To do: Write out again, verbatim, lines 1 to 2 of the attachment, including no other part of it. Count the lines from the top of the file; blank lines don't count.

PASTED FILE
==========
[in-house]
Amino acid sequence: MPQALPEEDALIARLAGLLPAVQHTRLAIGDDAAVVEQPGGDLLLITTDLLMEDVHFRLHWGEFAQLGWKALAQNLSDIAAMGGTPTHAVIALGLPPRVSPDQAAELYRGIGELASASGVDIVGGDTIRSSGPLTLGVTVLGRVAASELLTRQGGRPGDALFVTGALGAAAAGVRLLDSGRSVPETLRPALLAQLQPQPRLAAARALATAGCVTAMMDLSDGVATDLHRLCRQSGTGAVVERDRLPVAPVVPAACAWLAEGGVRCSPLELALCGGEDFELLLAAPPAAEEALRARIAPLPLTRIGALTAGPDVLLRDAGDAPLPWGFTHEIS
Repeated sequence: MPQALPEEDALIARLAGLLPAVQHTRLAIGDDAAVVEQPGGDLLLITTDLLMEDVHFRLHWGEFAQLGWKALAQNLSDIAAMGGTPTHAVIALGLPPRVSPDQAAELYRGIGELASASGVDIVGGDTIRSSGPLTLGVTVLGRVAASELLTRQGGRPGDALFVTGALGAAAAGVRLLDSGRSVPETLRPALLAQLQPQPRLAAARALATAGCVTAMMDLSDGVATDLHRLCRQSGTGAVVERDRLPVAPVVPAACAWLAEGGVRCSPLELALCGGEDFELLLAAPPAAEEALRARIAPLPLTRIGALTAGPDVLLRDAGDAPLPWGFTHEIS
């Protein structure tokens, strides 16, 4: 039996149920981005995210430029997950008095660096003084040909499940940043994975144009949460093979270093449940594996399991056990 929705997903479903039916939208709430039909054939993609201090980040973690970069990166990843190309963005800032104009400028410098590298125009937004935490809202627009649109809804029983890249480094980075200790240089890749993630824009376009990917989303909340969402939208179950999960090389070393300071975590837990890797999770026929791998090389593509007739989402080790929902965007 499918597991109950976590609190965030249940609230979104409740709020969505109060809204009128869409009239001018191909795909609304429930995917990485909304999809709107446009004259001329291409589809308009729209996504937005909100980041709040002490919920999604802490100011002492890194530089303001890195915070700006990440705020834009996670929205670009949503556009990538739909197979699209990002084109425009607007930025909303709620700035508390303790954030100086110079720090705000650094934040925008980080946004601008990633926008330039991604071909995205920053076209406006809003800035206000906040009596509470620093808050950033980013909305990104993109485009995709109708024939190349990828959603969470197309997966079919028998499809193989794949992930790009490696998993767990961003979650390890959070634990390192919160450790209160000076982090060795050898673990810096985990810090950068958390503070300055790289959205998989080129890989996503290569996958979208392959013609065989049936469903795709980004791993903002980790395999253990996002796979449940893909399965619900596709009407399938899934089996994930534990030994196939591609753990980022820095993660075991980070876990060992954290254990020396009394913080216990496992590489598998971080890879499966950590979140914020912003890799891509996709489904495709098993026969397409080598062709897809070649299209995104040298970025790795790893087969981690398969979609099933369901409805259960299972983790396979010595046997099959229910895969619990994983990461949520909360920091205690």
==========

[in-house]
Amino acid sequence: MPQALPEEDALIARLAGLLPAVQHTRLAIGDDAAVVEQPGGDLLLITTDLLMEDVHFRLHWGEFAQLGWKALAQNLSDIAAMGGTPTHAVIALGLPPRVSPDQAAELYRGIGELASASGVDIVGGDTIRSSGPLTLGVTVLGRVAASELLTRQGGRPGDALFVTGALGAAAAGVRLLDSGRSVPETLRPALLAQLQPQPRLAAARALATAGCVTAMMDLSDGVATDLHRLCRQSGTGAVVERDRLPVAPVVPAACAWLAEGGVRCSPLELALCGGEDFELLLAAPPAAEEALRARIAPLPLTRIGALTAGPDVLLRDAGDAPLPWGFTHEIS